FAQ
Hi,

I'm currently using boost::python::import() to import Python modules,
so I'm not sure exactly which Python API function it is calling to
import these files. I posted to the Boost.Python mailing list with
this question and they said I'd probably get a better answer here, so
here it goes...

If I do the following:

using namespace boost::python;
import( "__main__" ).attr( "new_global" ) = 40.0f;
import( "__main__" ).attr( "another_global" ) = 100.0f:

Notice that I'm importing twice. What would be the performance
consequences of this? Do both import operations query the disk for the
module and load it into memory? Will the second call simply reference
a cached version of the module loaded at the first import() call?

Thanks.

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  • Lie Ryan at Oct 25, 2008 at 10:24 pm

    On Fri, 24 Oct 2008 12:23:18 -0700, Robert Dailey wrote:

    Hi,

    I'm currently using boost::python::import() to import Python modules, so
    I'm not sure exactly which Python API function it is calling to import
    these files. I posted to the Boost.Python mailing list with this
    question and they said I'd probably get a better answer here, so here it
    goes...

    If I do the following:

    using namespace boost::python;
    import( "__main__" ).attr( "new_global" ) = 40.0f; import( "__main__"
    ).attr( "another_global" ) = 100.0f:

    Notice that I'm importing twice. What would be the performance
    consequences of this? Do both import operations query the disk for the
    module and load it into memory? Will the second call simply reference a
    cached version of the module loaded at the first import() call?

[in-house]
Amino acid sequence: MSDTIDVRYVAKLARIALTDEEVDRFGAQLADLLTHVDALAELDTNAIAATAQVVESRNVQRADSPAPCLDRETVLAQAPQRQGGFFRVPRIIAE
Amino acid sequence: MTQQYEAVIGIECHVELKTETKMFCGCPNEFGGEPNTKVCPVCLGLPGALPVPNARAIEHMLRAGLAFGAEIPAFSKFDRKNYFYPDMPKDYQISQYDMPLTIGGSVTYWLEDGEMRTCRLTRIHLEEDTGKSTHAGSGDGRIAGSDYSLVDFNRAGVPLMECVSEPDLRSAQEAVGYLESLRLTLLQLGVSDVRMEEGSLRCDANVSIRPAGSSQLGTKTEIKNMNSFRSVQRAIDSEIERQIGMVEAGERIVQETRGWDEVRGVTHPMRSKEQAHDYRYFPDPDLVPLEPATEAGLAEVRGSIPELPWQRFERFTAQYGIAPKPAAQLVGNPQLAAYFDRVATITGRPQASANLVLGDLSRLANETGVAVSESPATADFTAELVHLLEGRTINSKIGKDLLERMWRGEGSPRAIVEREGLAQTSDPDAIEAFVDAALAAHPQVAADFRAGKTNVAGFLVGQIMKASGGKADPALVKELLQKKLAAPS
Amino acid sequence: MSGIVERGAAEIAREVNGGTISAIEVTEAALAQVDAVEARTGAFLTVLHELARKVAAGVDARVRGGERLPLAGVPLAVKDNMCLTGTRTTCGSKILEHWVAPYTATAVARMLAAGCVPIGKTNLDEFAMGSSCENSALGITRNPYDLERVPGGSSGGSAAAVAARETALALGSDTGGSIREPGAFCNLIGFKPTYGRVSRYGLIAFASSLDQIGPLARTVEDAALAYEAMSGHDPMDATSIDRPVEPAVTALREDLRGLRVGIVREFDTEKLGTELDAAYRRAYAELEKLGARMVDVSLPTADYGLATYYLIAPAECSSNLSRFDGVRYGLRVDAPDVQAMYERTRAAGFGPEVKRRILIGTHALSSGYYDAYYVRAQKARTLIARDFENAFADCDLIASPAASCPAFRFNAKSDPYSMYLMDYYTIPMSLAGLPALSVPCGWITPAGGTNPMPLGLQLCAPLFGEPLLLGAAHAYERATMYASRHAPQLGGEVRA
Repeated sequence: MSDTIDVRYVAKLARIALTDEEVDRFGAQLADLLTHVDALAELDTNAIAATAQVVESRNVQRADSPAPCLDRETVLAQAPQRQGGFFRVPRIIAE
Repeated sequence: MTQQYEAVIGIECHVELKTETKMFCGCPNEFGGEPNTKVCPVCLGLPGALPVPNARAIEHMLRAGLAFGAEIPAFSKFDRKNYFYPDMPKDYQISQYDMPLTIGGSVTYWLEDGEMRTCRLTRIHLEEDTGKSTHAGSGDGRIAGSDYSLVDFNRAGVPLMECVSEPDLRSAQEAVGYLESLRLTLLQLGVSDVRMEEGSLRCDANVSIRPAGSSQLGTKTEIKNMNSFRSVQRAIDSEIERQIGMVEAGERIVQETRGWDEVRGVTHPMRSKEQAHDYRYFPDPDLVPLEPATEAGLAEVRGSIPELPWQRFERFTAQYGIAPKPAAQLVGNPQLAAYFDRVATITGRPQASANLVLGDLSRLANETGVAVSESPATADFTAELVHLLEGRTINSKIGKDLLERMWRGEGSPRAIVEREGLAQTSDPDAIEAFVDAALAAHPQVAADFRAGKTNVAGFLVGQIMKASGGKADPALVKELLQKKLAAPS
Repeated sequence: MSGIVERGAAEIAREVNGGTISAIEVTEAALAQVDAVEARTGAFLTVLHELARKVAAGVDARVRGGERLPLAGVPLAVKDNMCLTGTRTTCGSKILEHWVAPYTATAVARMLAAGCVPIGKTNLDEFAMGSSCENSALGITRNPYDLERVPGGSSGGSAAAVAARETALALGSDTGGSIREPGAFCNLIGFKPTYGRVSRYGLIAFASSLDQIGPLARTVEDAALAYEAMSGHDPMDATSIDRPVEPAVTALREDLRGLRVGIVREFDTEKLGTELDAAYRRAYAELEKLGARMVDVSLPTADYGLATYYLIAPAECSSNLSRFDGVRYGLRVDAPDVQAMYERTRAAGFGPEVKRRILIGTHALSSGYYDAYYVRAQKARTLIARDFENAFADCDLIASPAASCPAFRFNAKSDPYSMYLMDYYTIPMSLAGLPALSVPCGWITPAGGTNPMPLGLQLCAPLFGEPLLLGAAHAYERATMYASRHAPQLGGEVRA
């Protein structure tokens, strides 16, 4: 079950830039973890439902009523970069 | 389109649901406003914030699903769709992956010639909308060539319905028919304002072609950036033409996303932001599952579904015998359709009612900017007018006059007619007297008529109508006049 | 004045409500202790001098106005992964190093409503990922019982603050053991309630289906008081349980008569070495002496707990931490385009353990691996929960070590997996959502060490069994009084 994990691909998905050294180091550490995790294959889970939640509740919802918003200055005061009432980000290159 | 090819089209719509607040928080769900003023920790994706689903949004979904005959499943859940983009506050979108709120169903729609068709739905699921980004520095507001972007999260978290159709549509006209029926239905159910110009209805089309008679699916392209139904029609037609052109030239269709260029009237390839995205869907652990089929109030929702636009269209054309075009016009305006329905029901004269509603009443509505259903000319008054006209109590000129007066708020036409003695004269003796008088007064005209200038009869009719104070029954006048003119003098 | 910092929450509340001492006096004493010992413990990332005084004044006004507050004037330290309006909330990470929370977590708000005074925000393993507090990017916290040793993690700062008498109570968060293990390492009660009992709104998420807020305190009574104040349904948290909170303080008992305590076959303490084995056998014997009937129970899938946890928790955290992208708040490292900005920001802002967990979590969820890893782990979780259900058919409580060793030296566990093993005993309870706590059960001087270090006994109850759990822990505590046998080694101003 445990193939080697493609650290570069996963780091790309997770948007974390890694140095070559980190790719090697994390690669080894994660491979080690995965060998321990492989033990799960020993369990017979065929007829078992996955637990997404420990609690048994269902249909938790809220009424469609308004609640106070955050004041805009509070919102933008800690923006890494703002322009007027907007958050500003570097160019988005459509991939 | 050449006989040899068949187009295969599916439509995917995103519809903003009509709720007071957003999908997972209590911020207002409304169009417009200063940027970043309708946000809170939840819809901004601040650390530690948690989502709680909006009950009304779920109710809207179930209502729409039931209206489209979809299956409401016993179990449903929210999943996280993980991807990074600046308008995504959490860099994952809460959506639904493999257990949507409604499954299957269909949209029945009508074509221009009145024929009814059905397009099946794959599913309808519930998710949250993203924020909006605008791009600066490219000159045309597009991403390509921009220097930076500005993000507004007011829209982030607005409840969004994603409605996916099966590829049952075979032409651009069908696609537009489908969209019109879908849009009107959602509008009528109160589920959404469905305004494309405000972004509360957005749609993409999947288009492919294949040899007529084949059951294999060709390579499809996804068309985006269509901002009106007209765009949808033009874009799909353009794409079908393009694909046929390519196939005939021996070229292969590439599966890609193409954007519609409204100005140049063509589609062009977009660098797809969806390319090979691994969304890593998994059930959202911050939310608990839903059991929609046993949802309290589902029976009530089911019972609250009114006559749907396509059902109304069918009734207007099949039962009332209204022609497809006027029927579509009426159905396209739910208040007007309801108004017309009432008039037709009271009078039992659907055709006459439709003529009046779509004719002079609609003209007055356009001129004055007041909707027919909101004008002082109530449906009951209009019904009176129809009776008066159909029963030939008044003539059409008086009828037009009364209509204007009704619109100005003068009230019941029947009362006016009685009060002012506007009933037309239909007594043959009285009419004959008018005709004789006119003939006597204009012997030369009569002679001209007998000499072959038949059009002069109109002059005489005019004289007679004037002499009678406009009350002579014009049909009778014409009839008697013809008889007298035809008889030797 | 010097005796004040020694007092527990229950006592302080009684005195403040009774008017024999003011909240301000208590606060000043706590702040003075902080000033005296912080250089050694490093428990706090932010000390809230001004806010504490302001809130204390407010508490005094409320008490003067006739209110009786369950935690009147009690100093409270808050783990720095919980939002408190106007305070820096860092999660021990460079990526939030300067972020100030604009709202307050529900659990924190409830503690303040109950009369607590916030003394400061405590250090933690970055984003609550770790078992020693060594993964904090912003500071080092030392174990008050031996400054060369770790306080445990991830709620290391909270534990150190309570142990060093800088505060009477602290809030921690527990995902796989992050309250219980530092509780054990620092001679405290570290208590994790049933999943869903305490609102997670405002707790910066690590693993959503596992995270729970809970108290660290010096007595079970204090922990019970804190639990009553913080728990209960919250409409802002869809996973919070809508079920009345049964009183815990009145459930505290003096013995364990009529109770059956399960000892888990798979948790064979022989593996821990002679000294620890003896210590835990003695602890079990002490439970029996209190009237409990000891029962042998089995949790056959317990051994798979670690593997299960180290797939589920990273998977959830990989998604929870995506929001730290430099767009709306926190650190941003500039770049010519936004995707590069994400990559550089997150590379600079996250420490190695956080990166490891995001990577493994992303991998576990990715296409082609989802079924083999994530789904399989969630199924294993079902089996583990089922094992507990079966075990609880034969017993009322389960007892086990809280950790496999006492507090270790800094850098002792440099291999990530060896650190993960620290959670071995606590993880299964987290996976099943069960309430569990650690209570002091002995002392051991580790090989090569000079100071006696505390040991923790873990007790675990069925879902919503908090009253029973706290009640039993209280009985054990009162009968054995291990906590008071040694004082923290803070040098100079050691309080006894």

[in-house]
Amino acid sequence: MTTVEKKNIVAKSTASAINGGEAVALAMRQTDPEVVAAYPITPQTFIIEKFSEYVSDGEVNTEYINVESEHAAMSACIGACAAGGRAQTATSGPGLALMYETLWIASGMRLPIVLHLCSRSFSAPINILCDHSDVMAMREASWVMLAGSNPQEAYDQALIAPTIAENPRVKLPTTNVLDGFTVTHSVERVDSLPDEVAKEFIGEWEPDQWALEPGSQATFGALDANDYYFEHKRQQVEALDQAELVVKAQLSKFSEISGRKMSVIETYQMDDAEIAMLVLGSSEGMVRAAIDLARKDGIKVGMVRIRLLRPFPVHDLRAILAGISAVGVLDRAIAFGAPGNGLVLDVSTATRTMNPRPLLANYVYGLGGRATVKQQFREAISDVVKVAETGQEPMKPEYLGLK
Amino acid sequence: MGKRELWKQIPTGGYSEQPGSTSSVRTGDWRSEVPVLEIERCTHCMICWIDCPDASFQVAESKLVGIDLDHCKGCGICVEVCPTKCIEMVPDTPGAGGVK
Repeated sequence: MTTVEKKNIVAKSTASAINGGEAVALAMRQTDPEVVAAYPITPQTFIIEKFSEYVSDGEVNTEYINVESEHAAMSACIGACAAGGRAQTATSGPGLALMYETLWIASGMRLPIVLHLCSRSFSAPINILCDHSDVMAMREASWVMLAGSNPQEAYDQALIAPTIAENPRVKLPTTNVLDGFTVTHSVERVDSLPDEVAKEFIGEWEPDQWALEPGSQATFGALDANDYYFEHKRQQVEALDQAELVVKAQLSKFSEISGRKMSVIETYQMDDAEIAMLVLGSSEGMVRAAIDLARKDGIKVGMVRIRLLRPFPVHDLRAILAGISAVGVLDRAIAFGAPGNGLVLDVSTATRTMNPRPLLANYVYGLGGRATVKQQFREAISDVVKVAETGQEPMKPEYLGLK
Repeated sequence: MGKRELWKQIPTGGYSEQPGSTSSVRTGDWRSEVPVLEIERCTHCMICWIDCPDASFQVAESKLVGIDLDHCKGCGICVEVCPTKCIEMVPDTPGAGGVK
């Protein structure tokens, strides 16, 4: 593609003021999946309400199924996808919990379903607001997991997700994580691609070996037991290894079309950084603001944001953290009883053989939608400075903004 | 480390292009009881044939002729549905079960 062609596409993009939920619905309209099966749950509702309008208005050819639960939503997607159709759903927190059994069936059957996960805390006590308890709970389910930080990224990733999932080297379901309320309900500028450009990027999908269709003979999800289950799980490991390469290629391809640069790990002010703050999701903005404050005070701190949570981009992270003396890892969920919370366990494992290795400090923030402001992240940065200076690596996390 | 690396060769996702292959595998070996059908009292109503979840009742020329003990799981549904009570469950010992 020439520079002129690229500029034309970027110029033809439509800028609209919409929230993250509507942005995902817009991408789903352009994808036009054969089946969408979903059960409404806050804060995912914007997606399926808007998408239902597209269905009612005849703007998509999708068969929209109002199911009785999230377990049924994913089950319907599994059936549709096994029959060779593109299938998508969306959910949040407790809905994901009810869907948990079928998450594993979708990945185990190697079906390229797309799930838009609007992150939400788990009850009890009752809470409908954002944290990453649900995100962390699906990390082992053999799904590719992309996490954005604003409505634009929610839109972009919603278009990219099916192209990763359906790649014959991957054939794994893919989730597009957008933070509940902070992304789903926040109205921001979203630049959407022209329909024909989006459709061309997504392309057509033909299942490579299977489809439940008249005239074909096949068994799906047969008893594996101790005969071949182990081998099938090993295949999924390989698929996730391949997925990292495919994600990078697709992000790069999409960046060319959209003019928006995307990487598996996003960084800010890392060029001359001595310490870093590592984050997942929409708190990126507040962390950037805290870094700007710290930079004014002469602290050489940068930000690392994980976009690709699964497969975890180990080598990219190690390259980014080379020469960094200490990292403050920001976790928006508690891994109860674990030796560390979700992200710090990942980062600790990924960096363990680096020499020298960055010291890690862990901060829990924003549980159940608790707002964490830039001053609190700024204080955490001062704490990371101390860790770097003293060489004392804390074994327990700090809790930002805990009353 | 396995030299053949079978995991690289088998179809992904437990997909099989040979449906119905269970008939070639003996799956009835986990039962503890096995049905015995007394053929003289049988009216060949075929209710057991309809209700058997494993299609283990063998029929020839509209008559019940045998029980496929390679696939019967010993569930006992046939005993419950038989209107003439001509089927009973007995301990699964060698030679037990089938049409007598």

Thanks.
    I think it does not reload the module. Running python with verbose mode:

    blah at blah-laptop:~$ python -v
    (snip)
    import xml
    import xml # directory /usr/local/lib/python2.6/xml
    # /usr/local/lib/python2.6/xml/__init__.pyc matches /usr/local/lib/
    python2.6/xml/__init__.py
    import xml # precompiled from /usr/local/lib/python2.6/xml/__init__.pyc
    import xml
    It's also mentioned in the docs: (paraphrased to clarify the points)
    '''
    The system maintains a table of modules that have been ...
    initialized.... When a module name is found..., step (1) is finished. If
    not, a search for a module ... . When ... found, it is loaded.
    '''
    http://www.python.org/doc/2.5.2/ref/import.html
  • Aaron Brady at Oct 25, 2008 at 11:04 pm

    On Oct 24, 2:23?pm, Robert Dailey wrote:
    Hi,

    I'm currently using boost::python::import() to import Python modules,
    so I'm not sure exactly which Python API function it is calling to
    import these files. I posted to the Boost.Python mailing list with
    this question and they said I'd probably get a better answer here, so
    here it goes...

    If I do the following:

    using namespace boost::python;
    import( "__main__" ).attr( "new_global" ) = 40.0f;
    import( "__main__" ).attr( "another_global" ) = 100.0f:

    Notice that I'm importing twice. What would be the performance
    consequences of this? Do both import operations query the disk for the
    module and load it into memory? Will the second call simply reference
    a cached version of the module loaded at the first import() call?

    Thanks.
    Docs:

    Note
    For efficiency reasons, each module is only imported once per
    interpreter session. Therefore, if you change your modules, you must
    restart the interpreter ? or, if it?s just one module you want to test
    interactively, use reload(), e.g. reload(modulename).

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postedOct 24, '08 at 7:23p
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